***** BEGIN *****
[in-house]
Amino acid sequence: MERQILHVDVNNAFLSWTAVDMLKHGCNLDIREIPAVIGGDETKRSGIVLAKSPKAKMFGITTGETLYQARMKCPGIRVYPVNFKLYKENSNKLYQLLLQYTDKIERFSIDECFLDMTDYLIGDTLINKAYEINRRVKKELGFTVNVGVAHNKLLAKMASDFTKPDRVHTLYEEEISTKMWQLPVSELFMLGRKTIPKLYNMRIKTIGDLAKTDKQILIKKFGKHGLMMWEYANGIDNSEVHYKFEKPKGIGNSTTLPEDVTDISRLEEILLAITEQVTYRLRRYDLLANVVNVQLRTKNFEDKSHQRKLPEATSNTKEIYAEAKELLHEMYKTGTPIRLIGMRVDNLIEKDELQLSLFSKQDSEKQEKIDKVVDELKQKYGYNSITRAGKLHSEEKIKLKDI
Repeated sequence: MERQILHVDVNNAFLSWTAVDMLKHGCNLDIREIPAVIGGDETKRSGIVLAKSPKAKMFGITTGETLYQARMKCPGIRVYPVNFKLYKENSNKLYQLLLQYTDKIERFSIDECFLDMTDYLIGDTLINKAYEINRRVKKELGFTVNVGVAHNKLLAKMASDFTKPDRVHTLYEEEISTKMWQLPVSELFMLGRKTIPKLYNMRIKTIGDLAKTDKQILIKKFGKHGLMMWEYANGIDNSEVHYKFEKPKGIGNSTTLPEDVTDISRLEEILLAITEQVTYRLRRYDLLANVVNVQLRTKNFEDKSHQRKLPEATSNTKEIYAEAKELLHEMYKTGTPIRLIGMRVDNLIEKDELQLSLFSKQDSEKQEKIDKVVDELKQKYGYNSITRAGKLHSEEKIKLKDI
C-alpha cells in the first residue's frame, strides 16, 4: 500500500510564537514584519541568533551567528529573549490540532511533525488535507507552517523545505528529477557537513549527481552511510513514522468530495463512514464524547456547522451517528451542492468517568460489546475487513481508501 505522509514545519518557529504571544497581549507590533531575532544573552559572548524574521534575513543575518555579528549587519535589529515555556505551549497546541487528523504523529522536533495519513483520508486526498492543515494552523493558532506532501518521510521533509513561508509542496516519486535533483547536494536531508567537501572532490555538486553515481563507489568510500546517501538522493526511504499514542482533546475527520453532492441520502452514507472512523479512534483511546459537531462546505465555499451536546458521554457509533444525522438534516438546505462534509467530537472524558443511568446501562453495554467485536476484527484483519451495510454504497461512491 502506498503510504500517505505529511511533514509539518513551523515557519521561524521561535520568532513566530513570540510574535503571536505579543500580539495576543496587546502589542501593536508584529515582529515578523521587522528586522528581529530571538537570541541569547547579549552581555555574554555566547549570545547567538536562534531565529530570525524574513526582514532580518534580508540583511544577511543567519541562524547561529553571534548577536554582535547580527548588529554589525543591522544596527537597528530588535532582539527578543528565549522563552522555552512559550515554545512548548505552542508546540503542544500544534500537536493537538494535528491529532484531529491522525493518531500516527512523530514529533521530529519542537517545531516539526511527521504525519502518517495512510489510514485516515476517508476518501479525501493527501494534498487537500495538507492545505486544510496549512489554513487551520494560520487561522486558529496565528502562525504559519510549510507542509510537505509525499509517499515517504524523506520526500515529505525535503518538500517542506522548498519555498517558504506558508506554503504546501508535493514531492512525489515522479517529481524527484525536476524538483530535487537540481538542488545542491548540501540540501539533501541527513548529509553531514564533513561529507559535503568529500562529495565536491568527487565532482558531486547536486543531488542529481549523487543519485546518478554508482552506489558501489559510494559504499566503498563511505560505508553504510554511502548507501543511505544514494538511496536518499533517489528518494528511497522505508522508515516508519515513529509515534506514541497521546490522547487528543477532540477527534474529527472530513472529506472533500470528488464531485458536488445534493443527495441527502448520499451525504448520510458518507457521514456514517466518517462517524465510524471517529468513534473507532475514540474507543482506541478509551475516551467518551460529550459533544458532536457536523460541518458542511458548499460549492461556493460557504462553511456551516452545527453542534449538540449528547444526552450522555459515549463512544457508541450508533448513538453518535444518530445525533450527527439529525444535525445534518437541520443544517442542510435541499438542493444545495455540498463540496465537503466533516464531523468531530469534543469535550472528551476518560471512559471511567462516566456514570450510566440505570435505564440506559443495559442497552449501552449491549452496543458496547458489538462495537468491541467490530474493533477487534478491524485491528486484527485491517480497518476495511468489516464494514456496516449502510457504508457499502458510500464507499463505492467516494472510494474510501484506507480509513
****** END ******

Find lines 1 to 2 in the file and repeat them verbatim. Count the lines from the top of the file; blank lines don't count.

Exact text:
[in-house]
Amino acid sequence: MERQILHVDVNNAFLSWTAVDMLKHGCNLDIREIPAVIGGDETKRSGIVLAKSPKAKMFGITTGETLYQARMKCPGIRVYPVNFKLYKENSNKLYQLLLQYTDKIERFSIDECFLDMTDYLIGDTLINKAYEINRRVKKELGFTVNVGVAHNKLLAKMASDFTKPDRVHTLYEEEISTKMWQLPVSELFMLGRKTIPKLYNMRIKTIGDLAKTDKQILIKKFGKHGLMMWEYANGIDNSEVHYKFEKPKGIGNSTTLPEDVTDISRLEEILLAITEQVTYRLRRYDLLANVVNVQLRTKNFEDKSHQRKLPEATSNTKEIYAEAKELLHEMYKTGTPIRLIGMRVDNLIEKDELQLSLFSKQDSEKQEKIDKVVDELKQKYGYNSITRAGKLHSEEKIKLKDI